compared with real numbers derived from subtype_diff, but maybe we can
still do better than what's there.

* Regarding the leftover common entries that can go to either side:
what is the delta measure trying to accomplish? When I work through
some examples, it seems to favor putting larger common ranges on the
left (small delta) and smaller common ranges on the right (smaller
delta). Why is that good? Or did I misread the code?

Intuitively, I would think that we'd want to push the ranges with lower
upper bounds to the left and higher lower bounds to the right -- in
other words, recurse. Obviously, we'd need to make sure it terminated at
some point, but splitting the common entries does seem like a smaller
version of the original problem. Thoughts?

Thank you for the helpful comments! It took me a while to work through
the logic, but I would have been lost completely without the comments
around the double sorting split.

Regards,
Jeff Davis
*** a/src/backend/utils/adt/rangetypes_gist.c
--- b/src/backend/utils/adt/rangetypes_gist.c
***
*** 39,45 
  	((RangeType *) DatumGetPointer(datumCopy(PointerGetDatum(r), \
  			 false, -1)))
  
! /* Minimum accepted ratio of split */
  #define LIMIT_RATIO 0.3
  
  /* Helper macros to place an entry in the left or right group */
--- 39,49 
  	((RangeType *) DatumGetPointer(datumCopy(PointerGetDatum(r), \
  			 false, -1)))
  
! /*
!  * Minimum accepted ratio of split for items of the same class. If the items
!  * are of different classes, it will separate along those lines regardless of
!  * the ratio.
!  */
  #define LIMIT_RATIO 0.3
  
  /* Helper macros to place an entry in the left or right group */
***
*** 66,72 
   * GiST. Each unique combination of properties is a class. CLS_EMPTY cannot be
   * combined with anything else.
   */
! #define CLS_ORDINAL			0 /* Ordinal ranges (no bits set) */
  #define CLS_LOWER_INF		1 /* Lower bound is infinity */
  #define CLS_UPPER_INF		2 /* Upper bound is infinity */
  #define CLS_CONTAIN_EMPTY	4 /* Contains underlying empty ranges */
--- 70,76 
   * GiST. Each unique combination of properties is a class. CLS_EMPTY cannot be
   * combined with anything else.
   */
! #define CLS_NORMAL			0 /* Normal ranges (no bits set) */
  #define CLS_LOWER_INF		1 /* Lower bound is infinity */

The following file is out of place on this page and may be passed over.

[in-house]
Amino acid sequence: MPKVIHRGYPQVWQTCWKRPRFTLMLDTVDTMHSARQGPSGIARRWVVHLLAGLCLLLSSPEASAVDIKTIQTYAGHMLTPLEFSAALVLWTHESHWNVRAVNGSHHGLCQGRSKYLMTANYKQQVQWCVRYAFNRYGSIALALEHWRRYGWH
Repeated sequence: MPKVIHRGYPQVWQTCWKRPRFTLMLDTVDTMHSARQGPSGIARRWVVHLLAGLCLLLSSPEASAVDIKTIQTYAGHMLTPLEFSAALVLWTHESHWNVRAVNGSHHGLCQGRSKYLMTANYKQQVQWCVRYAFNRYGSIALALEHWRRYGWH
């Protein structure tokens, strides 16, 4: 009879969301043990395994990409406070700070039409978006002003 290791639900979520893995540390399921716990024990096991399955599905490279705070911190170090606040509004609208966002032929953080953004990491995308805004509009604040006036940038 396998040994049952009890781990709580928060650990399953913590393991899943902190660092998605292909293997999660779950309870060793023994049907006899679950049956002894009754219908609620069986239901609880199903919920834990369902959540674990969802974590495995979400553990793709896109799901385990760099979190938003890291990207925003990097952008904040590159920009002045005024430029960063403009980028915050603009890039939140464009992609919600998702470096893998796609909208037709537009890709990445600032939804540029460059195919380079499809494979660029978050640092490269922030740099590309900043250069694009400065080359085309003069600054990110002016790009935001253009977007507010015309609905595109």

#define CLS_UPPER_INF		2 /* Upper bound is infinity */
  #define CLS_CONTAIN_EMPTY	4 /* Contains underlying empty ranges */
***
*** 76,81 
--- 80,102 
  			   * of properties. CLS_EMPTY doesn't combine with
  			   * anything else, so it's only 2^3 + 1. */
  
+ /*
+  * Auxiliary structure for picksplit based on single sorting.
+  */
+ typedef struct
+ {
+ 	int	index;
+ 	RangeBound			bound;
+ 	TypeCacheEntry	   *typcache;
+ } PickSplitSortItem;
+ 
+ /* place on left or right side of split? */
+ typedef enum
+ {
+ 	SPLIT_LEFT = 0, /* makes initialization to SPLIT_LEFT easier */
+ 	SPLIT_RIGHT
+ } SplitLR;
+ 
  static RangeType *range_super_union(TypeCacheEntry *typcache, RangeType *r1,
  	RangeType *r2);
  static bool range_gist_consistent_int(FmgrInfo *flinfo,
***
*** 97,103  static int sort_item_cmp(const void *a, const void *b);
  static void range_gist_class_split(TypeCacheEntry *typcache,
     GistEntryVector *entryvec,
     GIST_SPLITVEC *v

Re: GiST for range types (was Re: [HACKERS] Range Types - typo + NULL string constructor)

2011-12-21 Thread Jeff Davis
On Tue, 2011-12-20 at 13:22 +0400, Alexander Korotkov wrote:
 Hi!
 
 
 Studying this question little more I found that current approach of
 range indexing can be dramatically inefficient in some cases. It's not
 because of penalty or split implementation, but because of approach
 itself. Mapping intervals to two-dimensional space produce much better
 results in case of high-overlapping ranges and @, @ operators
 with low selectivity. 
 
Thank you for testing this. I agree that your approach is much better
especially dealing with widely varying range sizes, etc. My approach